In this section, I am providing general information - combination of a glossary, listing of great personalities, locations & geographical landmarks, history - in general any subject related to India. I have gathered the information from various sources - books, magazines, internet, word of mouth.

General information about India - Y

Panini, the grammarian, explains the meaning of yoga as union with the Supreme, of the individual soul with the Supreme Soul.
Yoga, derived from the root yuj (to yoke, to unite). A man who seeks after this union is called a yogin or yogi.

There are four main divisions of yoga: Jnana Yoga, Bhakti Yoga, Karma Yoga and Raja Yoga.

Patanjali, in his Yoga Sutra, defines yoga as 'cessation of all changes in consciousness.' Yoga is the science and praxis of obtaining liberation (moksha) from the material world. It not only points the way to release, but offers a practical means of arriving there. Yoga is a practical path to self-realization, a means of attaining enlightenment by purifying the entire being, so that the mind-body can experience the absolute reality underlying the illusions of everyday life.

Hatha Yoga, consists of bodily exercises. The Philosophy of Yoga is called Raja Yoga, (the royal path), or Patanjala Yoga, referring to Patanjali, the reputed author of the Yogasutras, the basic Yoga manual. Because of its close connection with the philosophical system of Sankhya, it is also known as Sankhya-Yoga.
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The average man may find it difficult to grasp the intricacies of stilling the mind and merging the individual soul (jeevatma) with the universal soul (paramatma). He can understand what yoga is by exploring the body. Communion and a proper understanding exist between body and nerves, nerves and mind, mind and intellect, will and consciousness. When these vehicles of the jeevatma operate at the highest level, only pure awareness remains.

Yoga is knowledge of the self. It encompasses knowledge relating to the gross and subtle sheaths of the self that have to be purified and perfected by uninterrupted practice and devotion. Man is a product of intellect, emotions, action and determined will. While the seat of intellect is the head, the seat of emotions is the mind. The hand and feet are limbs for action. Yoga lays the foundation for purity in actions, emotions or intellect.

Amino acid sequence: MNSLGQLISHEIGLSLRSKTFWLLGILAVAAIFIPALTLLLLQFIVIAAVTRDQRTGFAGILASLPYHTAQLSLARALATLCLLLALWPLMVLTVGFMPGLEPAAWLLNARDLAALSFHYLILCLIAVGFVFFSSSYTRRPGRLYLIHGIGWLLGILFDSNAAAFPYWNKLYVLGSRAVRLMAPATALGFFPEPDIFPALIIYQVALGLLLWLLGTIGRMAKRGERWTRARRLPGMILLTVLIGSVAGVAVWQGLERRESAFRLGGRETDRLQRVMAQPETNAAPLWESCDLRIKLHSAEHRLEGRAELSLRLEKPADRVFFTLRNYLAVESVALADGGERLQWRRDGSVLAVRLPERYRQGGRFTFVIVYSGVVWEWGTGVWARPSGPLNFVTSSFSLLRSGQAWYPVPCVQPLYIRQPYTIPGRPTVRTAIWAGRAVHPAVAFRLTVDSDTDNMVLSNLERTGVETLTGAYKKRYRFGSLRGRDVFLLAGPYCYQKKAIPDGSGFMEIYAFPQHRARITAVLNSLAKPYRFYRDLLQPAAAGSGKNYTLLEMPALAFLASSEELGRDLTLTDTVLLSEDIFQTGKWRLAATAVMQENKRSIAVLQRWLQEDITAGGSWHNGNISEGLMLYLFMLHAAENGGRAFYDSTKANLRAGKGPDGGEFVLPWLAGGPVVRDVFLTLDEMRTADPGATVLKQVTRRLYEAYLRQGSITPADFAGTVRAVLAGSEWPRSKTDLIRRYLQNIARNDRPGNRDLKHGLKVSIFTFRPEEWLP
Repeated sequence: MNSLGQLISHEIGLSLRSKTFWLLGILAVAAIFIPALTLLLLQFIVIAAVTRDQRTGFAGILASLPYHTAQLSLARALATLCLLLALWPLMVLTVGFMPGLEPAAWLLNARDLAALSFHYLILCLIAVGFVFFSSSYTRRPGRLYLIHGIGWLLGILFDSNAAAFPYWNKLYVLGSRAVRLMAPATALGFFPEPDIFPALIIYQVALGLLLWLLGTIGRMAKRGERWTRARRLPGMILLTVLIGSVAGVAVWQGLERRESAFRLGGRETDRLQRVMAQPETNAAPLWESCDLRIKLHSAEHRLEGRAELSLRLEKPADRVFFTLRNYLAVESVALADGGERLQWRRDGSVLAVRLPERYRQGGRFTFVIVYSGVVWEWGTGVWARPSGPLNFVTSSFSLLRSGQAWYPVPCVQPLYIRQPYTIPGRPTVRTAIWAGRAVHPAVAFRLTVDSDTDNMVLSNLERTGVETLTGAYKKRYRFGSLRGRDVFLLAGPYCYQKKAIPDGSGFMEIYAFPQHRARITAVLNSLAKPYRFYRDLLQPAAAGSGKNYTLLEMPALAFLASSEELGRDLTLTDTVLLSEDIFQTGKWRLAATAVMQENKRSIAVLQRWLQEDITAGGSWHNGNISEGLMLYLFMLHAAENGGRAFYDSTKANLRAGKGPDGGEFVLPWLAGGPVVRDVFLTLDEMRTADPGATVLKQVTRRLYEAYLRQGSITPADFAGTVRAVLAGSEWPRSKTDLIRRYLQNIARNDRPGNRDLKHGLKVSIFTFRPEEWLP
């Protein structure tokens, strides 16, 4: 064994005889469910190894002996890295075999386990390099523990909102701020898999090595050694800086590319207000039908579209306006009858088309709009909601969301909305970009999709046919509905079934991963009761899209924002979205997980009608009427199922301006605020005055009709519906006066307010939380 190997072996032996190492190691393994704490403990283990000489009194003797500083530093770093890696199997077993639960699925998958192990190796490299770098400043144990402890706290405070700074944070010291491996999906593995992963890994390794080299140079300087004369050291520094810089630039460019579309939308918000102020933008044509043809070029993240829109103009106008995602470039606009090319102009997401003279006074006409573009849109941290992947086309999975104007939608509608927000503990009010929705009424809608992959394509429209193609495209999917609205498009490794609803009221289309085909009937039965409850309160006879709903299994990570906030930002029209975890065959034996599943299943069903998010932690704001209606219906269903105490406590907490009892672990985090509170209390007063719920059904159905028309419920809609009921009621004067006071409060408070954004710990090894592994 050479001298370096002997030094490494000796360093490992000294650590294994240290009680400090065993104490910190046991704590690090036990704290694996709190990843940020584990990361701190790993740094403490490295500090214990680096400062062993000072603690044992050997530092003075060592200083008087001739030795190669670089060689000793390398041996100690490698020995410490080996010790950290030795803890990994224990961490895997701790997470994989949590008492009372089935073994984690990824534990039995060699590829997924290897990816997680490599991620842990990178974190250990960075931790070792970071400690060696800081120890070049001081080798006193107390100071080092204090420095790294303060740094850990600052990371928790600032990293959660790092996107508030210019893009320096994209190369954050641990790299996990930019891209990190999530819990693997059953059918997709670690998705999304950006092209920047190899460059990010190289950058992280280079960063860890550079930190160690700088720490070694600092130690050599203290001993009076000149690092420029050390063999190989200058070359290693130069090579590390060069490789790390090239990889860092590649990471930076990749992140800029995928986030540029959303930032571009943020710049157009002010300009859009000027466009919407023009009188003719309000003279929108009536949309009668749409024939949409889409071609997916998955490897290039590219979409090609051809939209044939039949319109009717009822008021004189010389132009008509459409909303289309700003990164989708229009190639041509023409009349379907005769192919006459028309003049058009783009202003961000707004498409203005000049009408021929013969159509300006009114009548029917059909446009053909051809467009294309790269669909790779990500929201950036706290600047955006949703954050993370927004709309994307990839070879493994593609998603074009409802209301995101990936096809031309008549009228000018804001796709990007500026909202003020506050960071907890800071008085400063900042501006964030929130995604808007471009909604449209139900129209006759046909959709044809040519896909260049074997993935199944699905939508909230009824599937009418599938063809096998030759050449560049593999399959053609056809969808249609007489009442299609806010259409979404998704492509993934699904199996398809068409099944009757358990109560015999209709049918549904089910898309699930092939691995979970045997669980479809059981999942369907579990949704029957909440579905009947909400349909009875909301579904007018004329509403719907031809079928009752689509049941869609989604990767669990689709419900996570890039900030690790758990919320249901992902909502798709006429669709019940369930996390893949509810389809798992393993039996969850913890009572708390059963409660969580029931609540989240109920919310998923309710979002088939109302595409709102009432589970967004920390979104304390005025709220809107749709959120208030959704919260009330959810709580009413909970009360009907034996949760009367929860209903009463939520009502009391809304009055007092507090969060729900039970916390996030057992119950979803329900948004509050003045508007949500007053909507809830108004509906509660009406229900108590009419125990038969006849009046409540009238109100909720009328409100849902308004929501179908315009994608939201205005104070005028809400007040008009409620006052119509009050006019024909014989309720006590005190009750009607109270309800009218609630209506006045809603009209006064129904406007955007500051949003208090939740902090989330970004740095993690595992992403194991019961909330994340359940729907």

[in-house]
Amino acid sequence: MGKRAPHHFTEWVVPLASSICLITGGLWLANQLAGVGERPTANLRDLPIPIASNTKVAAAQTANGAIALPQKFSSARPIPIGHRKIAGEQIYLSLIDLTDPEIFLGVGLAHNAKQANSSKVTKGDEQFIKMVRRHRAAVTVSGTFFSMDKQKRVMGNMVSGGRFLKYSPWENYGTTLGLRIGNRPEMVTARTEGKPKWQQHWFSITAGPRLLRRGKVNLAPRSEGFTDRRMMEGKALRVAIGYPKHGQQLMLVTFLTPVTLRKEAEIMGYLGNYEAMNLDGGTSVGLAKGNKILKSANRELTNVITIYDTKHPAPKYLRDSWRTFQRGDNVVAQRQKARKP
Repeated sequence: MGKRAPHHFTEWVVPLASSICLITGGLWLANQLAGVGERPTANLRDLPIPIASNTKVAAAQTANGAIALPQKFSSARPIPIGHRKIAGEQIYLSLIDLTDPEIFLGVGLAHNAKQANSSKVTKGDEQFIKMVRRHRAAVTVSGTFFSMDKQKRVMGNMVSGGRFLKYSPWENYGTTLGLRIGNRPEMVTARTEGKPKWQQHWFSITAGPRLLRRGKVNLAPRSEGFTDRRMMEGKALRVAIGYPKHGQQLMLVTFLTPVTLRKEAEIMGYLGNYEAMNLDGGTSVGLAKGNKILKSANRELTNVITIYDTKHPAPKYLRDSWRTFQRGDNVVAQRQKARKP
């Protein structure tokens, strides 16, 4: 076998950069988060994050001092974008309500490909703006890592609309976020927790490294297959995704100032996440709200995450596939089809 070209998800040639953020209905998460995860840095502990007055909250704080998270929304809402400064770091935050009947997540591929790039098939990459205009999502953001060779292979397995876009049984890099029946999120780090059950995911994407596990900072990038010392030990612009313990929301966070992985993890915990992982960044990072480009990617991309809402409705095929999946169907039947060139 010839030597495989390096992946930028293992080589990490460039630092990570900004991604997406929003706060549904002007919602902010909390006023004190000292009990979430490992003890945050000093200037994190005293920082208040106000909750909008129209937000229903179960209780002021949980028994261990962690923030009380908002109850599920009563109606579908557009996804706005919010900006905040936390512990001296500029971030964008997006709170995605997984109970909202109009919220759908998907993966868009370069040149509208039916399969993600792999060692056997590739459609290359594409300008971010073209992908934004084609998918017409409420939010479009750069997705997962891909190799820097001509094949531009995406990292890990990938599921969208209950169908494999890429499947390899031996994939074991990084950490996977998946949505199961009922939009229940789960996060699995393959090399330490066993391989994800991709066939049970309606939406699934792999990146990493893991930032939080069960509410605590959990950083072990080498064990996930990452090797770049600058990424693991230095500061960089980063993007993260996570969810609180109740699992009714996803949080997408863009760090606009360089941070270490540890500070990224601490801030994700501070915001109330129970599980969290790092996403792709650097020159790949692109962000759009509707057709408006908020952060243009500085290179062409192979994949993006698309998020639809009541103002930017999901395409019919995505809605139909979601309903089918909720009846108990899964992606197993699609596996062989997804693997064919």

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Yoga Sutra
Maharishi Patanjali is believed to have compiled his Yoga Sutra around the 3rd or 4th century BC but archeological evidences and the study of ancient scriptures suggest that yoga was practiced in ancient India as early as 3000 BC.

Patanjali's Yoga Sutra, which outlines the sovereign path of Raja Yoga, is composed of a total of 195 sutras or aphorisms. These sutras are structured around four padas or chapters: Samadhi Pada, Sadhana Pada, Vibhuti Pada and Kaivalya Pada.

Patanjali has enumerated eight steps of yoga. The first of these is yama (social discipline) - commandments transcending creed, country, time, that include ahimsa (nonviolence), satya (truth), brahmacharya (continence), asteya (non-stealing) and aparigraha (non-coveting).

The second step is niyama (individual discipline) encompassing saucha (purity), santosha (contentment), tapas (ardor or austerity), swadhyaya (study of the self) and ishwara pranidhana (dedication to the Lord).

The third step is asana (posture), which brings physical as well as mental health.

The fourth step is pranayama (the control of breathing), which makes the body, and the mind fit instruments for concentration.

The fifth step is pratyahara where the senses are brought under control.

The sixth step is dharana - complete absorption of the mind on a single point or task.

When the objective flow of uninterrupted concentration reaches the subjective state, the union of object and subject takes place to transcend to the seventh step, dhyana (meditation), at the peak of which is samadhi.

To reach samadhi, peace in body and poise in the mind are absolute prerequisites. Peace in body is acquired by practicing asana and pranayama.

When yoga is practiced with intelligence, penetrating each and every corner of this empire (the body), the emperor, the soul, is discovered.

Yoga is based on principles of morality (yama and niyama), physical discipline (asana and pranayama), mental alertness (pratyahara and dharana) and spiritual awakening (dhyana and samadhi). We have been endowed with a body through which the soul can express itself and it is our duty to treat the body with respect.
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